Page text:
The airline industry is warning that passengers would shoulder the financial burden if Congress backs new taxes on tickets and air carriers in the Obama administration’s budget proposal.
“The president’s budget represents an unprecedented tax grab on the backs of airlines and their customers, who already pay more than their fair share of taxes,” Nicholas E. Calio, president of the trade group Airlines for America, said in a statement Thursday.
He said the budget plan would add an annual $5.5 billion to the $19 billion already paid by airlines and their passengers.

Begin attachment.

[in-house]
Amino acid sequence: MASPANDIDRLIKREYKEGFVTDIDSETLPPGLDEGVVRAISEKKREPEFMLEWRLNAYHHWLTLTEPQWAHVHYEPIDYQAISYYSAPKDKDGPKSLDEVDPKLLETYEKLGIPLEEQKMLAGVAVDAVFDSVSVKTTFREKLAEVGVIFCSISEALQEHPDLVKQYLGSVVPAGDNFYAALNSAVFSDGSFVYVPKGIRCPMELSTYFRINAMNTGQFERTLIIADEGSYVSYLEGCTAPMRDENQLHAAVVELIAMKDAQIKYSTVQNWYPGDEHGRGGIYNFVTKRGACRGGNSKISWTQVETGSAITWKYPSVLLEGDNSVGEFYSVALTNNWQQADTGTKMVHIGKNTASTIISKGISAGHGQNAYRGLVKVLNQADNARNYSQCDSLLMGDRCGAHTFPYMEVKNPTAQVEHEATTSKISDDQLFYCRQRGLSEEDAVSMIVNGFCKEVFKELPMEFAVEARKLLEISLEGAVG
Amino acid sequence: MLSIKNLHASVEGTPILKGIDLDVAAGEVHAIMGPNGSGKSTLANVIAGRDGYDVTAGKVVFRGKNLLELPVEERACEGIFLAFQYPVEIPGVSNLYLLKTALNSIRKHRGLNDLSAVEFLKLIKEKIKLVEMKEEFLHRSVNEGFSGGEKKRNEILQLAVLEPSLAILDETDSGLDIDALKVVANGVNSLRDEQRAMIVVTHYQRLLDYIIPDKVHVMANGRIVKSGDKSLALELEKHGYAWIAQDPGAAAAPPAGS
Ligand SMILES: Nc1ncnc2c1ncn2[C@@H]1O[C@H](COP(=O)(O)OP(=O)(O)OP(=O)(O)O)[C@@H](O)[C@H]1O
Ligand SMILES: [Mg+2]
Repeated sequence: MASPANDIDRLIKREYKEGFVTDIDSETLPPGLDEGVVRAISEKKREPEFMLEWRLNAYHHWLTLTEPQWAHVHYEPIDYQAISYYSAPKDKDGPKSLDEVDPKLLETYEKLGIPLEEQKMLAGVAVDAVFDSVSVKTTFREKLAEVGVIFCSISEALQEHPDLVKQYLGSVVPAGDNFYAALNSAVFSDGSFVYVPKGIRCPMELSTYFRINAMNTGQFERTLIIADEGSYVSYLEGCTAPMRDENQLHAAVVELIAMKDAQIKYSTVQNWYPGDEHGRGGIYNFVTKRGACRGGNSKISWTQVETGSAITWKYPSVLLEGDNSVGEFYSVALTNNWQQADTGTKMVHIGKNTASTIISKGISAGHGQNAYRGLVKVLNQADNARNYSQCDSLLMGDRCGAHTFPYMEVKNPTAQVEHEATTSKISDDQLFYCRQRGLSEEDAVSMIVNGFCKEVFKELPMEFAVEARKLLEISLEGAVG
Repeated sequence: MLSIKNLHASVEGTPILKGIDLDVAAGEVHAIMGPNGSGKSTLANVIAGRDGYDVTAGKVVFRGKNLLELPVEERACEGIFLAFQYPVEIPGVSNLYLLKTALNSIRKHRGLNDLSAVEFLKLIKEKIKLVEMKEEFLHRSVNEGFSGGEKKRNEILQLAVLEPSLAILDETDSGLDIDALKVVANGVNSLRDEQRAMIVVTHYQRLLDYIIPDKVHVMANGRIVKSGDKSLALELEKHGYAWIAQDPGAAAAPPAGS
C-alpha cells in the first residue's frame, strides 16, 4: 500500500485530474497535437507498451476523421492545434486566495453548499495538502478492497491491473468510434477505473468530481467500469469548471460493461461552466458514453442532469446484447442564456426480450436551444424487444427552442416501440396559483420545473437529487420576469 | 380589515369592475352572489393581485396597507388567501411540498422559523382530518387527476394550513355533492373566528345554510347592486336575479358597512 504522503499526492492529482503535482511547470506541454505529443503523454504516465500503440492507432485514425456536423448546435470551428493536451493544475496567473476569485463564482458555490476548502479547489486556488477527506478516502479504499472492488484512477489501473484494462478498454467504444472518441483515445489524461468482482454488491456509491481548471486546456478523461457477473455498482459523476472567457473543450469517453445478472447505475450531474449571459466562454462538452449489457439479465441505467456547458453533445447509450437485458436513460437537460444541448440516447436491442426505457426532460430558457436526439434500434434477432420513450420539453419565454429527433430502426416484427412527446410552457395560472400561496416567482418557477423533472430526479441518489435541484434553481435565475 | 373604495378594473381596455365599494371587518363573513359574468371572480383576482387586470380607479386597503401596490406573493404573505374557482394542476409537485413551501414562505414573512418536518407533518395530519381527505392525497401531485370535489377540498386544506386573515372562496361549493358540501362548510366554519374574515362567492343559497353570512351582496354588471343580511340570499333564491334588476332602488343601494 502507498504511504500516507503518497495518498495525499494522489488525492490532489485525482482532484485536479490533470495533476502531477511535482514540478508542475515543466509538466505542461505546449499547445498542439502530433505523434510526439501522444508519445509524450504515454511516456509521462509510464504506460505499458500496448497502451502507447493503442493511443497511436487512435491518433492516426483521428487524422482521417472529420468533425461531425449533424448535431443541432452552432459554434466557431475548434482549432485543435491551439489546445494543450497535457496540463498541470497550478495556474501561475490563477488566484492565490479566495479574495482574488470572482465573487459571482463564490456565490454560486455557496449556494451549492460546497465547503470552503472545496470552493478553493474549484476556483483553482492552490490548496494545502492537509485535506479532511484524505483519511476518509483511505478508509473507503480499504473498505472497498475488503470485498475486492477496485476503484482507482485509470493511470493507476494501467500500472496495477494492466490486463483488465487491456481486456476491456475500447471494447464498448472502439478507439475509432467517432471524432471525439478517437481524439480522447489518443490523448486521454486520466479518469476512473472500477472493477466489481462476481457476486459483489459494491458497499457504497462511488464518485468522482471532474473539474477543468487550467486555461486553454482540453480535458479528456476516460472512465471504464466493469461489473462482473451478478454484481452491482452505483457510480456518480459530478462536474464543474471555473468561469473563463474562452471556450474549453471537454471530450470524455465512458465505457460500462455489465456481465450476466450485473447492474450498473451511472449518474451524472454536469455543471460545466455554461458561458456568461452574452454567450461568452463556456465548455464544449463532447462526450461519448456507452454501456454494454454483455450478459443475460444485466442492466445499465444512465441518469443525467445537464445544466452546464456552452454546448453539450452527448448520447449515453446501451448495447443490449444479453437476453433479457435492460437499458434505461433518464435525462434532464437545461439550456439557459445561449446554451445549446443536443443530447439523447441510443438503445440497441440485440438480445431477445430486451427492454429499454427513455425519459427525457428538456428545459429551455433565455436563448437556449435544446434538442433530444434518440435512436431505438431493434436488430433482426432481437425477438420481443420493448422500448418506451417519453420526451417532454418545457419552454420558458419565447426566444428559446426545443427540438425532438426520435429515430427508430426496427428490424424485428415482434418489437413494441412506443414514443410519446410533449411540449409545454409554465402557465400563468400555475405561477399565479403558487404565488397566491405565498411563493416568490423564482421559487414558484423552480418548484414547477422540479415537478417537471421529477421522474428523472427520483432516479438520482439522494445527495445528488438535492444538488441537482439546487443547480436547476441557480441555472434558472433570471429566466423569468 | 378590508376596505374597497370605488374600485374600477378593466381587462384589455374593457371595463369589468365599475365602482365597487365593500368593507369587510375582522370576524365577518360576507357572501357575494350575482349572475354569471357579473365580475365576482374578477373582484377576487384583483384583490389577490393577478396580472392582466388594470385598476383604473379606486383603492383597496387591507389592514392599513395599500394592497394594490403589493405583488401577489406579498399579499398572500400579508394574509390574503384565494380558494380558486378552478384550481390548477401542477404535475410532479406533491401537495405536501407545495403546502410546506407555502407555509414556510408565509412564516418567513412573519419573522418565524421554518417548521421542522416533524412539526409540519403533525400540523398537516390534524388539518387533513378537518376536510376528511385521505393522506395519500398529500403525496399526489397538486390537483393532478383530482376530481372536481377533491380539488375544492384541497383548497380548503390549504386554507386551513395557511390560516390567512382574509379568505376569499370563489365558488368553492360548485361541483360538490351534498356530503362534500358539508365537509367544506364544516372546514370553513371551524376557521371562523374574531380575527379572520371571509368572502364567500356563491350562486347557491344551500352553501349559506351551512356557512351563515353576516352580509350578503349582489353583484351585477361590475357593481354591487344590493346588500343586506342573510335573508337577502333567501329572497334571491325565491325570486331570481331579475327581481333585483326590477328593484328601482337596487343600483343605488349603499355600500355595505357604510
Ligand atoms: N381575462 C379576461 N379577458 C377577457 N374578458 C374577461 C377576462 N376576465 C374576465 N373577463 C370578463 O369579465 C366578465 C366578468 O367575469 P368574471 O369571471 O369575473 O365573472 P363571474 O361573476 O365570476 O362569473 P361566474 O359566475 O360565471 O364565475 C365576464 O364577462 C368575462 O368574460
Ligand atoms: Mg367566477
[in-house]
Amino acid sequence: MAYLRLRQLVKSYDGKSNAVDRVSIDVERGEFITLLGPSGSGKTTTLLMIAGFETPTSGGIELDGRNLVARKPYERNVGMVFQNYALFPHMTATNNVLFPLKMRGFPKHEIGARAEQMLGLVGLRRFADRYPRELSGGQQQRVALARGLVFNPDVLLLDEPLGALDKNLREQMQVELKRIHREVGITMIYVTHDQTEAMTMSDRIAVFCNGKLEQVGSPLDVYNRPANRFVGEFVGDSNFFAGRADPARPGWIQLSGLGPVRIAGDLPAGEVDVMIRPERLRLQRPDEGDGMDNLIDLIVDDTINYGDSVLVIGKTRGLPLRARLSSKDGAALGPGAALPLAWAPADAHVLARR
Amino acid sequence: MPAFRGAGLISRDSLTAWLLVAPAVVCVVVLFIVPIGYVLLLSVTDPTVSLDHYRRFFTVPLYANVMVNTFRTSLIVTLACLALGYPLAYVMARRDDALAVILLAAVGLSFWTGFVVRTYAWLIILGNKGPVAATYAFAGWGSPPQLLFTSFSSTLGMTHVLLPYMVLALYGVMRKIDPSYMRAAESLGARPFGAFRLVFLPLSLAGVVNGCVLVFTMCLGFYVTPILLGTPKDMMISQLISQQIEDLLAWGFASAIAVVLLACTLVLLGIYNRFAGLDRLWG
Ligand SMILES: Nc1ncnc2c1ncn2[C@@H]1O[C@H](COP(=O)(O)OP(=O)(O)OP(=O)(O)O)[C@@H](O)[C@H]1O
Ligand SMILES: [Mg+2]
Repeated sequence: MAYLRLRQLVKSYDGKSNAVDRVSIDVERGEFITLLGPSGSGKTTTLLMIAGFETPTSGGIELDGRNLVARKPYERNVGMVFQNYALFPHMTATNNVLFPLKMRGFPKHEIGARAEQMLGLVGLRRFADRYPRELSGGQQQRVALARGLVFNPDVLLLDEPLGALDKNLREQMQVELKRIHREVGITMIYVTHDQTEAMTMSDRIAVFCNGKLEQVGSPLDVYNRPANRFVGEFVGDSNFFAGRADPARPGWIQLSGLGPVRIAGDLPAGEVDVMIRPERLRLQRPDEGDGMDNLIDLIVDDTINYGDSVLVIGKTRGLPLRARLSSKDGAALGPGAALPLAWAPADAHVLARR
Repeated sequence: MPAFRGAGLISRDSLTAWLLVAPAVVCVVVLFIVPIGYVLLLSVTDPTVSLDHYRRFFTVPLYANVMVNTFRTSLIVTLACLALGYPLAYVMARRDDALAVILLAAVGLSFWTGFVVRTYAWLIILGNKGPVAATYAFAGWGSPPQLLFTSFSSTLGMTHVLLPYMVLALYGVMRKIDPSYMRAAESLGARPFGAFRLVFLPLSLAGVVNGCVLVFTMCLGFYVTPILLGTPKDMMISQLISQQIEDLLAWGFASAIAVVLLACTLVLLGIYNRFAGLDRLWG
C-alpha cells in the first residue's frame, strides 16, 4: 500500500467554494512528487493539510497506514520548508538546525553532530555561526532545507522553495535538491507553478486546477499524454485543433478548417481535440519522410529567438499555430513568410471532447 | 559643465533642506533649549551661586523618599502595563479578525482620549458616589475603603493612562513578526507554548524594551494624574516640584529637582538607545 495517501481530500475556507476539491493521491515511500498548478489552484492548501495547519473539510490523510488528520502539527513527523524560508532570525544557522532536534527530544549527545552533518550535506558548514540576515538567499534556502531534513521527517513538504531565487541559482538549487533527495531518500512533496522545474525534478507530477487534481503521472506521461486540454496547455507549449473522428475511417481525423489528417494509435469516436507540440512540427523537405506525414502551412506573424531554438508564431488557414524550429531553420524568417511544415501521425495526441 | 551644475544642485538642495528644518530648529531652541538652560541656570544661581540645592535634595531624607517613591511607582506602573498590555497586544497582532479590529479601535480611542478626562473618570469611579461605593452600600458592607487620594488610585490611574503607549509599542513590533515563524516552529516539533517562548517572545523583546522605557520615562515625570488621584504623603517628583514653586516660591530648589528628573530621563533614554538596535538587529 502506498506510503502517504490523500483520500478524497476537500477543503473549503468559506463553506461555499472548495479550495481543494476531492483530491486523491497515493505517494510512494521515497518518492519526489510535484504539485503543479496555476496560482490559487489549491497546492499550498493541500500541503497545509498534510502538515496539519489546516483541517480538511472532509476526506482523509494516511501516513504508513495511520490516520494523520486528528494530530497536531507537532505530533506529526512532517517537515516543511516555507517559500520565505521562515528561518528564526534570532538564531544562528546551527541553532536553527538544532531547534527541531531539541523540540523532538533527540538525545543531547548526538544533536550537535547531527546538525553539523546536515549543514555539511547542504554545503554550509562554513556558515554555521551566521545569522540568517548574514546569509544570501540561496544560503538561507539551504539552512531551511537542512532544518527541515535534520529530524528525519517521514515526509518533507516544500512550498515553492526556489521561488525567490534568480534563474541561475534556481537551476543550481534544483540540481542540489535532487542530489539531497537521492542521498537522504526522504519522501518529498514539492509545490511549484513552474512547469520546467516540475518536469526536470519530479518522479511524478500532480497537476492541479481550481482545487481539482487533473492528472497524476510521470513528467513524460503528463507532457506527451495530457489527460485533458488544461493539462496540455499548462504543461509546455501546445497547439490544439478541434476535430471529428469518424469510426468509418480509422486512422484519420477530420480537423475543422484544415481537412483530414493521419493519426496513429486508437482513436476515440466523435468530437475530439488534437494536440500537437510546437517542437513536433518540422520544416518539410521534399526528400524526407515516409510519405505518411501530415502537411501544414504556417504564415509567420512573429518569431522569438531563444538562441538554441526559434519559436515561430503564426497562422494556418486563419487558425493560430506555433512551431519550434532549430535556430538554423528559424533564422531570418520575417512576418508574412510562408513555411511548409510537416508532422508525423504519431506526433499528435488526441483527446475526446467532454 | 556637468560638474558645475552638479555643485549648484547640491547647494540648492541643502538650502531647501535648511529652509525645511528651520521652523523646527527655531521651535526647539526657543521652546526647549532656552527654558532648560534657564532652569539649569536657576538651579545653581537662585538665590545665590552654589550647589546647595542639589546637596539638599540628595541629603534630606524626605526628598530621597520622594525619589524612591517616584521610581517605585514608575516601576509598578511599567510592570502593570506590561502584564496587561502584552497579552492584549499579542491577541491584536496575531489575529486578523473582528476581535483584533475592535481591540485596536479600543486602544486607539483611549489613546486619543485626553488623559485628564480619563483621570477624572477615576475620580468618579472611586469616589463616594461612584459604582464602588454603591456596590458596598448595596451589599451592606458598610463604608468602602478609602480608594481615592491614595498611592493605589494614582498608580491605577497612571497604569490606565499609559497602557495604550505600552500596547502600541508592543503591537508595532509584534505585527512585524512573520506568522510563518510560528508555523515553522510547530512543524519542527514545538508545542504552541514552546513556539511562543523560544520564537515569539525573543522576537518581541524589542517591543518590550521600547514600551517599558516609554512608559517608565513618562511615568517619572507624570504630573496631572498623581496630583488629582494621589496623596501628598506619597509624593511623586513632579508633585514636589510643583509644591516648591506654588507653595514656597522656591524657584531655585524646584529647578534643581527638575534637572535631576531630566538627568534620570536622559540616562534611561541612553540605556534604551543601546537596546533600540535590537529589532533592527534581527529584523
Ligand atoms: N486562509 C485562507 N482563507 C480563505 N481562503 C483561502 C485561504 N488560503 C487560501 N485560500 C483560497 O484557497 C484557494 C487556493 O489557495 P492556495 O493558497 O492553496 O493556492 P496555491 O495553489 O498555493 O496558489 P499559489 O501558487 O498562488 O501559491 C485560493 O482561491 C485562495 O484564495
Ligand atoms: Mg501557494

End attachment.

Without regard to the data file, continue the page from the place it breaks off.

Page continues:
Obama’s proposal would triple the passenger security tax that supports the Transportation Security Administration to $7.50 per flight, he said. It also would add a new $100-per-flight tax on airlines and increase several other smaller fees.
“Instead of using the U.S. airline industry and its customers as a piggy bank for deficit reduction, this Administration should view airlines as the engine of economic growth they are,” Calio said in the statement. “Our fragile economy and the millions of middle class Americans who rely on air travel and shipping every day simply cannot afford tax increases that will drive up the cost of flying or limit service options to small communities.”
The trade group said that on a typical $300 round-trip ticket, passengers pay about $61 in taxes, and that amount would increase to almost $75 under the administration’s budget.